Episcopal Life Online Newslink June 5, 2007
Episcopal Life Online is available at http://www.episcopalchurch.org/elife.
Today's ELO Newslink includes:
* TOP STORY - World Environment Day celebrated by Episcopal Relief and Development * DIOCESAN DIGEST - NORTH DAKOTA: Exceeding expectations, diocese to ordain 18 deacons this summer * WORLD REPORT - SOUTHERN AFRICA: Archbishop Ndungane calls for reconciliation in the Holy Land * OPINION - Crossing Borders: Hartwell's DVD tells a story of hope and hardship at Ahli Arab Hospital * ARTS - Castle of dread: Door of No Return chronicles Atlantic slave trade from Ghana
World Environment Day celebrated by Episcopal Relief and Development
[Episcopal News Service] Episcopal Relief and Development (ERD) celebrates World Environment Day, designated as June 5 to promote awareness of the environment and enhance political attention and public action.
ERD supports environmental sustainability and development through its food security and primary health programs worldwide, assisting communities through forestry projects such as planting trees, creating tree nurseries, and maintaining woodlots. Farmers are taught new agricultural training techniques that help to correct poor farming practices that cause degradation to vast amounts of land, leaving it barren.
In Haiti, only 2 percent of the country is forested and 6,000 hectares of once-arable land is destroyed annually due to soil erosion. ERD's partnership with the Episcopal Diocese of Haiti and the Haiti Fund has managed the Comprehensive Development Project (CODEP), a reforestation and agricultural training center. In response to deforestation in Haiti's mountain regions, the partnership has established more than 870,000 meters of hedgerows, 60,000 meters of contour canals, and planted more than 2 million forest trees and 105,000 fruit trees since 2000.
Full story: http://www.episcopalchurch.org/79901_86568_ENG_HTM.htm
NORTH DAKOTA: Exceeding expectations, diocese to ordain 18 deacons this summer http://www.episcopalchurch.org/81803_86586_ENG_HTM.htm
More Diocesan news: http://www.episcopalchurch.org/81803_ENG_HTM.htm
SOUTHERN AFRICA: Archbishop Ndungane calls for reconciliation in the Holy Land http://www.episcopalchurch.org/81808_86572_ENG_HTM.htm
More World news: http://www.episcopalchurch.org/81808_ENG_HTM.htm
Hartwell's DVD tells a story of hope and hardship at Ahli Arab Hospital
By Ed and Karen Hartwell
[Episcopal Life] Sometimes it's not possible to cross a border. This was our experience, Ed and Karen Hartwell, members of St. James' Episcopal Church in Austin, Texas, when we tried to enter Gaza in April 2004, to visit the Ahli Arab Hospital, our designated partner in the Diocese of Jerusalem. We were in Jerusalem for an international Sabeel conference and we hoped to take back to our church community photos and stories of our visit as a first step to launching a fund drive for the hospital; but the violence taking place in Gaza that week had led to Israel's closing off all entry points.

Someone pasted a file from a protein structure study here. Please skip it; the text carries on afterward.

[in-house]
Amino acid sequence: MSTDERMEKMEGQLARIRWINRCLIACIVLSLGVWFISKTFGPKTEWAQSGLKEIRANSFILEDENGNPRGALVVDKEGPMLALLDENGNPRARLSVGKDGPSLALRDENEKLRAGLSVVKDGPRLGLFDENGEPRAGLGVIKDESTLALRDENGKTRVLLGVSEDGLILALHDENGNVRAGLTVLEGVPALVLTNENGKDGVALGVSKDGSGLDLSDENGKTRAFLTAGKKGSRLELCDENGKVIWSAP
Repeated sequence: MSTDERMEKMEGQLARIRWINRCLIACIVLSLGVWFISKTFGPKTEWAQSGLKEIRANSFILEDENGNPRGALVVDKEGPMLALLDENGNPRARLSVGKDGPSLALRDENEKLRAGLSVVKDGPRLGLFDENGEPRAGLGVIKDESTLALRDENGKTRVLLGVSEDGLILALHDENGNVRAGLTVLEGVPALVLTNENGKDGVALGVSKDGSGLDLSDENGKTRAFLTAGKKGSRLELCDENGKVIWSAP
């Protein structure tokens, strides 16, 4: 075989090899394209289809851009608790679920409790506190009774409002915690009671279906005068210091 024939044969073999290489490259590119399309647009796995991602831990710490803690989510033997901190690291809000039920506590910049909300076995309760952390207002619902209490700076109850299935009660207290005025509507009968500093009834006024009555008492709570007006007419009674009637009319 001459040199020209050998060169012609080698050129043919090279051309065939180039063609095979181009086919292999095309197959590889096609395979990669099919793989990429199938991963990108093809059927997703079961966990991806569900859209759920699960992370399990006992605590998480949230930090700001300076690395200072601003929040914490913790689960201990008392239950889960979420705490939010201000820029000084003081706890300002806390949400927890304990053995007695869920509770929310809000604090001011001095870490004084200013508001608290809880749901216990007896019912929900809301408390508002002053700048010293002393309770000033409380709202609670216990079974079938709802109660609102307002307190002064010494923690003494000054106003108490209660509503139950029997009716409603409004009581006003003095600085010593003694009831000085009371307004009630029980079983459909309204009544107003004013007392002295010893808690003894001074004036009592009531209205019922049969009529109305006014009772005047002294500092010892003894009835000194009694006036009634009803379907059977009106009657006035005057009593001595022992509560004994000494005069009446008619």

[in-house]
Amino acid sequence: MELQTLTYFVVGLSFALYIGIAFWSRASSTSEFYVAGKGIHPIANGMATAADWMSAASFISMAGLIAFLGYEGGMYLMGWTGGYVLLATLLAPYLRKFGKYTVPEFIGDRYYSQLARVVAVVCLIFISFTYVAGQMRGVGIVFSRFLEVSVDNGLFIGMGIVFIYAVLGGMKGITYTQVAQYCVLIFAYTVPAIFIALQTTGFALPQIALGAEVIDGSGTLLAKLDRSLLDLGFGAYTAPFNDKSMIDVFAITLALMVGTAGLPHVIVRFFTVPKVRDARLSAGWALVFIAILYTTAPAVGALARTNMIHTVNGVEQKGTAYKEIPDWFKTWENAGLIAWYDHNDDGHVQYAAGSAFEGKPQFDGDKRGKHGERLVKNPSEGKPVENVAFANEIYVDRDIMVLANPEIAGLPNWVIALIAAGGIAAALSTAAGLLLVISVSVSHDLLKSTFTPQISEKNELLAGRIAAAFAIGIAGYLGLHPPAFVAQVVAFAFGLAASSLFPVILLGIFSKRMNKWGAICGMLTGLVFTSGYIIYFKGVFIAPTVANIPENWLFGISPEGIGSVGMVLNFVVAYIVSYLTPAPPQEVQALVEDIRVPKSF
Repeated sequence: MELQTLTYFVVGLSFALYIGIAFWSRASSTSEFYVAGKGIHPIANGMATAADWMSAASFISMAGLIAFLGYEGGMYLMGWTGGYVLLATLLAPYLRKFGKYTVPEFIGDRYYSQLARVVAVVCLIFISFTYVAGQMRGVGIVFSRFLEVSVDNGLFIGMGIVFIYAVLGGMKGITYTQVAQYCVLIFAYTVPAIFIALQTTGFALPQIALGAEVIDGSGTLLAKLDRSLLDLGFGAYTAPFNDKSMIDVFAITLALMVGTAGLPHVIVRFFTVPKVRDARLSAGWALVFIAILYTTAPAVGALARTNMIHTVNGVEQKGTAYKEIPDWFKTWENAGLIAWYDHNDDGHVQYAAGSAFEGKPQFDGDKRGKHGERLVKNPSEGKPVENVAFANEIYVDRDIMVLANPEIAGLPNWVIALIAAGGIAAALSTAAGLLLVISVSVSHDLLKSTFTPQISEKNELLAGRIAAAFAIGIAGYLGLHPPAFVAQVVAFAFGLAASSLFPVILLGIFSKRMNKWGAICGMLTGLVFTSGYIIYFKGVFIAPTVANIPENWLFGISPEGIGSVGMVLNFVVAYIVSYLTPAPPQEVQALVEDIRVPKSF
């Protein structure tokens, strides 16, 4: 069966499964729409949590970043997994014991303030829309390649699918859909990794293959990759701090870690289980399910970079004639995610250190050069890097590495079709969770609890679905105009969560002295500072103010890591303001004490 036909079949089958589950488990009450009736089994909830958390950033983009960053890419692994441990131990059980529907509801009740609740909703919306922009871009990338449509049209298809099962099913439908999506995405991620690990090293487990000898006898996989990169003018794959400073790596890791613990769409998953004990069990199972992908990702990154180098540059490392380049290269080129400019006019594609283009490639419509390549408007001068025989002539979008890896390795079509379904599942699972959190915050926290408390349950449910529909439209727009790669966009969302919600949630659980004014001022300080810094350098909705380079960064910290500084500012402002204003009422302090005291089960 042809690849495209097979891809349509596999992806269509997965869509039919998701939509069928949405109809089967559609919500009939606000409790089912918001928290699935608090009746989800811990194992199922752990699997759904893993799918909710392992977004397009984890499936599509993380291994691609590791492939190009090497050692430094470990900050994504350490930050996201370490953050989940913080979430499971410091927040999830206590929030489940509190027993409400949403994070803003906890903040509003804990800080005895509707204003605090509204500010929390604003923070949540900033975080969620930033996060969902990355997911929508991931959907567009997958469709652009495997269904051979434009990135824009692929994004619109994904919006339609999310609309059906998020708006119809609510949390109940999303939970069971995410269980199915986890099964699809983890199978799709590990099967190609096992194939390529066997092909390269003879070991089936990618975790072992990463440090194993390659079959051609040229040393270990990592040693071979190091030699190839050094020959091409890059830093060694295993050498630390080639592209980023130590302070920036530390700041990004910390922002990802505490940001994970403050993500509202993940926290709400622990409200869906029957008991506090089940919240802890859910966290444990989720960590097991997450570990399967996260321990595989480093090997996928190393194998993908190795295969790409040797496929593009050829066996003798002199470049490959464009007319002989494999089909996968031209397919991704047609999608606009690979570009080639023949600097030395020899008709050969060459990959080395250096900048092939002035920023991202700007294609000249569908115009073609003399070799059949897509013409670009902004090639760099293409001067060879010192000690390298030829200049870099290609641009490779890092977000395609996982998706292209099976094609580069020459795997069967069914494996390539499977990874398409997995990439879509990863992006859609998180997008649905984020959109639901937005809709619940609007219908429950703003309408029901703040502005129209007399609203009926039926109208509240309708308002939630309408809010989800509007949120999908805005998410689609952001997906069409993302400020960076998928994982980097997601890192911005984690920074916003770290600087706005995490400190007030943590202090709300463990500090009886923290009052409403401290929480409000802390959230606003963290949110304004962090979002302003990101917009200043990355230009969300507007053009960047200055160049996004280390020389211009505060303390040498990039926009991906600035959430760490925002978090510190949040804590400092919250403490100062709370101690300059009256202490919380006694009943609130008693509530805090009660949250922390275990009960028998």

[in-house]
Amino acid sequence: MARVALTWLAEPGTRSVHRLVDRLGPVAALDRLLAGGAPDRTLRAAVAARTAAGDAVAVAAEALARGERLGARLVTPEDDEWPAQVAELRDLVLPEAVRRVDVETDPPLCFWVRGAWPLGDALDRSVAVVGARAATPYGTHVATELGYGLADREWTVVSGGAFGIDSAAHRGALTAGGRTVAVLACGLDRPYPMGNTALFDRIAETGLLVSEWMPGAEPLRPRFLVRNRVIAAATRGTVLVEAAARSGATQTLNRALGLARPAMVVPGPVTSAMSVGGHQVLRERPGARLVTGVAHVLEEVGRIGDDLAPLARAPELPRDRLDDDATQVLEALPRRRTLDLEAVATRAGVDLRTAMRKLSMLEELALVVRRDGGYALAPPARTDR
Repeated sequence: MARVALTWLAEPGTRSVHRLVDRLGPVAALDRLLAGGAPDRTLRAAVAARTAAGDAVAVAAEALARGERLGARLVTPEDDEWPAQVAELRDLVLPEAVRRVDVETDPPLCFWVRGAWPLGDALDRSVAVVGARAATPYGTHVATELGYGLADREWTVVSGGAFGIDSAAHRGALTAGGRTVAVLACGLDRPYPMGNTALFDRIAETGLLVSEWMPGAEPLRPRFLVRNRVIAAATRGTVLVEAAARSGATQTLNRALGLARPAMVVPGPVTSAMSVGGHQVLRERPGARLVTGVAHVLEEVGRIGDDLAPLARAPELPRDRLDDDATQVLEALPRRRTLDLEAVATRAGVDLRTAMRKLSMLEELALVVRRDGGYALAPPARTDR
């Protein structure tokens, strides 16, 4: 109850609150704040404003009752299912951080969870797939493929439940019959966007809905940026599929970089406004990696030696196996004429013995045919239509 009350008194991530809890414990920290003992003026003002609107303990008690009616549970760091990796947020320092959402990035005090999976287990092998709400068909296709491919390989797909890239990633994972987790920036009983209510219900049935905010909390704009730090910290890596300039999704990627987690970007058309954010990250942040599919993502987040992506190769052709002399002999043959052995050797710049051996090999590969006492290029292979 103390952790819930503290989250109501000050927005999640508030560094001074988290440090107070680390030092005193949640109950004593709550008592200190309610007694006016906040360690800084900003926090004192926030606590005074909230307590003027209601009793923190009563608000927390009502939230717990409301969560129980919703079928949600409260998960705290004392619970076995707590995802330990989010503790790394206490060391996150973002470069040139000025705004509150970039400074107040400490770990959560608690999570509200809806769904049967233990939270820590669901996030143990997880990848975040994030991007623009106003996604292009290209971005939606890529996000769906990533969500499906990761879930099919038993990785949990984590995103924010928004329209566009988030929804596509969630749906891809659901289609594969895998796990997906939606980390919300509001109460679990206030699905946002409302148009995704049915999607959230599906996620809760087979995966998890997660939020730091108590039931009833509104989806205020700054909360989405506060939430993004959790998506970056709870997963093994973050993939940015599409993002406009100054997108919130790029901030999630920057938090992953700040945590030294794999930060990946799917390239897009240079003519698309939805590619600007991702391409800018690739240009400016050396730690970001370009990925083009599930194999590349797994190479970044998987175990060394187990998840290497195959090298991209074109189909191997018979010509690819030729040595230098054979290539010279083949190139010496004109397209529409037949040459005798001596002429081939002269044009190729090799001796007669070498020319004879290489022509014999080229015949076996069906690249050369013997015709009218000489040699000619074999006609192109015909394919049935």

Disappointed but not ready to give up, Ed, a retired Episcopal priest celebrating his 50th anniversary of ordination that year, and his son Tom, a photojournalist in Cairo, came up with the idea of hiring a Palestinian cameraman living in Gaza to shoot film at the hospital. The three of us met with Bishop Riah Abu El-Assal, then bishop of the Diocese of Jerusalem, who endorsed the idea, and we filmed the bishop that day talking about the ministry and immense needs of the Ahli Arab Hospital.
Months later, a Palestinian cameraman with CNN sent Ed seven hours of film in the daily life of the busy hospital: patients of all ages arriving by bus from the nearby villages and refugee camps, the care provided by physicians and other health workers, the provision of food and drink for the families, the bustling Gaza City neighborhood where the hospital is located, and horrific footage of life, suffering, and death in an embattled part of Palestine. Ed watched all seven hours over and over again, identifying scenes best suited for the film. Most touching were the images of the children, some with normal childhood illnesses exacerbated by malnutrition, others wounded or in shock after a particularly destructive bombing. Throughout, the comforting voice of hospital director Suhaila Terazi conveyed a strong sense of Christian compassion and commitment to their patients, Muslim and Christian alike.
Full story: http://www.episcopalchurch.org/80050_86566_ENG_HTM.htm
More Opinion: http://www.episcopalchurch.org/80050_ENG_HTM.htm
Castle of dread: Door of No Return chronicles Atlantic slave trade from Ghana
By Lois Sibley
IN REVIEW THE DOOR OF NO RETURN By William St Clair BlueBridge, 282 pp., $24.95
An unusual title, The Door of No Return. It sounds like the title of a mystery, but this story is true. The subtitle reveals it as "the history of Cape Coast Castle and the Atlantic Slave Trade."
The enormity of the slave trade will stun those who read that, from the mid-15th to the late-19th century, more than 11 million African men, women and children were carried across the ocean. Was there ever such a forced migration, before or since?
Author William St Clair used for reference a huge accumulation of papers, saved from both Cape Coast Castle -- one of three castles and many forts on the coast of present-day Ghana -- and Africa House, the London headquarters from which the castle was managed.
Full story: http://www.episcopalchurch.org/81827_86536_ENG_HTM.htm
More Arts: http://www.episcopalchurch.org/81827_ENG_HTM.htm
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